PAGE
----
New York

Robert Filliou, Man Carrying His Own Sun on a String, 1973, cardboard box, black-and-white photograph, pastel, 17 5/8 x 25 x 2 3/8".

Robert Filliou, Man Carrying His Own Sun on a String, 1973, cardboard box, black-and-white photograph, pastel, 17 5/8 x 25 x 2 3/8".

Robert Filliou

Robert Filliou, Man Carrying His Own Sun on a String, 1973, cardboard box, black-and-white photograph, pastel, 17 5/8 x 25 x 2 3/8".

A notable Fluxus figure, the polymath Robert Filliou died in 1987; this presentation, Filliou’s first overview in New York in more than a decade, is culled from his estate. My soft spot for Fluxus admitted, I nevertheless propose that much of his work fails to stir at this late date. Take, as but a single example, Man Carrying His Own Sun on a String, 1973. On the interior lid of a shallow, corrugated cardboard box—a preferred format of the artist—the artist’s arrestingly homely bespectacled face peers out from a photograph; on the box’s bottom, which here is positioned to the left of the lid, he has drawn a childlike pastel of the titular scene. Such coy infantilism seems a considerable devolution from the cloaked social comment once implicit to Fluxus work of barely a decade before.

Of course, to speak of Fluxus is to recall an international cluster of individuals—Artistes Sans Frontières, as it were—whose highly disparate intentions intersected in a mission to extinguish art’s sacred aura. Put off by the pretensions of high art and marked by dadaist inclinations, Fluxus aspired to works so humbly embodied, or so sophomorically droll, as to test and, in that sense, expand the very boundaries of what could even pass for art at all.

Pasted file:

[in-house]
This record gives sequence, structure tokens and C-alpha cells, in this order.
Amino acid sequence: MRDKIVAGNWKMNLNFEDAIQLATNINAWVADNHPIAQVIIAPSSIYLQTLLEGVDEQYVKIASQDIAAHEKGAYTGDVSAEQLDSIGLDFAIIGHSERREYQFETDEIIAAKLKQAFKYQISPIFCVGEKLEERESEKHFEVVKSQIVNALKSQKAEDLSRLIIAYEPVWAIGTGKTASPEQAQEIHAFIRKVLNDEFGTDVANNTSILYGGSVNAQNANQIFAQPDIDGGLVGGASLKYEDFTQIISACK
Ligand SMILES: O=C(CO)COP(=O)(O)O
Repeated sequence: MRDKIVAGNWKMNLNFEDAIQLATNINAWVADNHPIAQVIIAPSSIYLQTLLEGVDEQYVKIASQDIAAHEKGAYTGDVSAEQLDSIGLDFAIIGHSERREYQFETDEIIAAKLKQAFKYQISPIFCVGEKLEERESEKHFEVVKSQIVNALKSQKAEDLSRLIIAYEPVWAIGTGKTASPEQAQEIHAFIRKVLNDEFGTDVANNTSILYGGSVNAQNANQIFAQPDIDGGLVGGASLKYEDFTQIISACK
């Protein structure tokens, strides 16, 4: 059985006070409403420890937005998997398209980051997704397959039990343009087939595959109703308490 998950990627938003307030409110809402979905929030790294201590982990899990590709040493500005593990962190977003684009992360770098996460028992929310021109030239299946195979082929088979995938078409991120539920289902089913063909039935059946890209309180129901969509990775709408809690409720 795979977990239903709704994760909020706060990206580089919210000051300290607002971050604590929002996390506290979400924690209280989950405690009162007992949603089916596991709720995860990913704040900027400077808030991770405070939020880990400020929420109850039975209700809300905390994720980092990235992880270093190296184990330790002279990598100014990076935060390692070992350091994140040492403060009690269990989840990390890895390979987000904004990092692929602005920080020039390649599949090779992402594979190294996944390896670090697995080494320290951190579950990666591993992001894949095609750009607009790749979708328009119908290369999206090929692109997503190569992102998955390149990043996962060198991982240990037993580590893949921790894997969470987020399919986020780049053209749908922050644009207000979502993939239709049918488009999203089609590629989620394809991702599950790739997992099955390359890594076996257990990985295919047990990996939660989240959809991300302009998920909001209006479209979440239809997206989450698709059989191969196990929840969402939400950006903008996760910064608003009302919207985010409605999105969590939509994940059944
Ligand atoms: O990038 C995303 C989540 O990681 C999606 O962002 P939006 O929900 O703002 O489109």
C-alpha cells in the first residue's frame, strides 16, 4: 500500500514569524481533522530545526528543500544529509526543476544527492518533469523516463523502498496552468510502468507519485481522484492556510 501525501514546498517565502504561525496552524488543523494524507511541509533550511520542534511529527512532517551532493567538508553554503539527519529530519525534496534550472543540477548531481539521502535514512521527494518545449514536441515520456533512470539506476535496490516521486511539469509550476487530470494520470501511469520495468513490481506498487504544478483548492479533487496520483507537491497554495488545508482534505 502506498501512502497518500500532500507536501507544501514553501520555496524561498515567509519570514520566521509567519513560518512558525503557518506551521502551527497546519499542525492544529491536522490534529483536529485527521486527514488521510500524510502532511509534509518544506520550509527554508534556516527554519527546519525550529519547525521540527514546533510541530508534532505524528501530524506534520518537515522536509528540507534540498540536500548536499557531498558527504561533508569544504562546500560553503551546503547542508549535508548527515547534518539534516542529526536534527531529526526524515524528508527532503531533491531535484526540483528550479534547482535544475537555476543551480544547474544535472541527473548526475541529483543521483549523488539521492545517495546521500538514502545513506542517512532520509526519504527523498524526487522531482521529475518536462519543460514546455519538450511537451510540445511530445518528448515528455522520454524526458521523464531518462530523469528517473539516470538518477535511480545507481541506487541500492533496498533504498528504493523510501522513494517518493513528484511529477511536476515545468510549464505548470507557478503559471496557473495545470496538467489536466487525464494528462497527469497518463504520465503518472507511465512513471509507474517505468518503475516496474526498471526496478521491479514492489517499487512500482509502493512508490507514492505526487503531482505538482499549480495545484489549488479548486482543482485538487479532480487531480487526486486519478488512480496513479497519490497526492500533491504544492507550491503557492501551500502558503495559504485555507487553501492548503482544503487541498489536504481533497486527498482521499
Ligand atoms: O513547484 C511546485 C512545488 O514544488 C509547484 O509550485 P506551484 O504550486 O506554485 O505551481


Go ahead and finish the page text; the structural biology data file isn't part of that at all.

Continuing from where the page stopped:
Granting such aspirations, Fluxus, as conceived and baptized by George Maciunas in his Fluxus Manifesto of 1963, was expanded through its global affiliations, pro tem agreements with the Affichistes, New Realists, neo-Dadaists, Zero Group, and the École de Nice crowd, among still others. Certain occasional participants, already recognized as big guns from the outset—Joseph Beuys, say, or Yves Klein—now loom even larger, especially when compared to Fluxus’s more Ionescan, Theatre of the Ridiculous writer-artists: Filliou or Ben Vautier, for example. One is, in such instances, reluctant to admit the gravity deemed necessary to a conclusive body of work though, to be fair, it was gravity itself that Fluxus most resisted from the outset.

Thus figures such as Robert Filliou now appear lighter than they did when their art was bolstered by the background of a perceived enemy—particularly the United States, which had been “criminalized” for its role during the Vietnam misadventure and for its moral complicity in the imperialism then speciously attributed to the success of American painting. Such attitudes conferred upon Fluxus manifestations—even the more amusing ones, such as Charlotte Moorman playing her cello in her Nam June Paik television brassiere, or the Fluxus broadsides, dancelike directives, and joke-shop gewgaws—a pertinence, both slapstick and grim.

Among the larger works included in the present show is a suite of three photographs, made with Scott Hyde, each depicting an open left hand—Filliou’s own, and those of his friends Bob Watts and Marisol. Inescapably, these images evoke the richly associative handprints found in prehistoric cave paintings at Pech-Merle or Chauvet in France, a reference that seems iconographic overkill. The timelessness of cave painting has been more credibly reenacted elsewhere, in Jackson Pollock’s Number 1A, 1948, say, in which handprints mark the upper edge. (Though Filliou’s death in a monastery in Les Eyzies, a town near Lascaux, does lend these photos a premonitory air.)

Prehistoric association may lend meaning to the broken brick and twine seen as a caveman’s electrical box found in Western Mandala, 1989, but one among several broken-brick works. The piece is cartoonish and brash. Thus, in such readings, Robert Filliou is cast as Fred Flintstone at Home Depot. Maybe so, maybe so.

Robert Pincus-Witten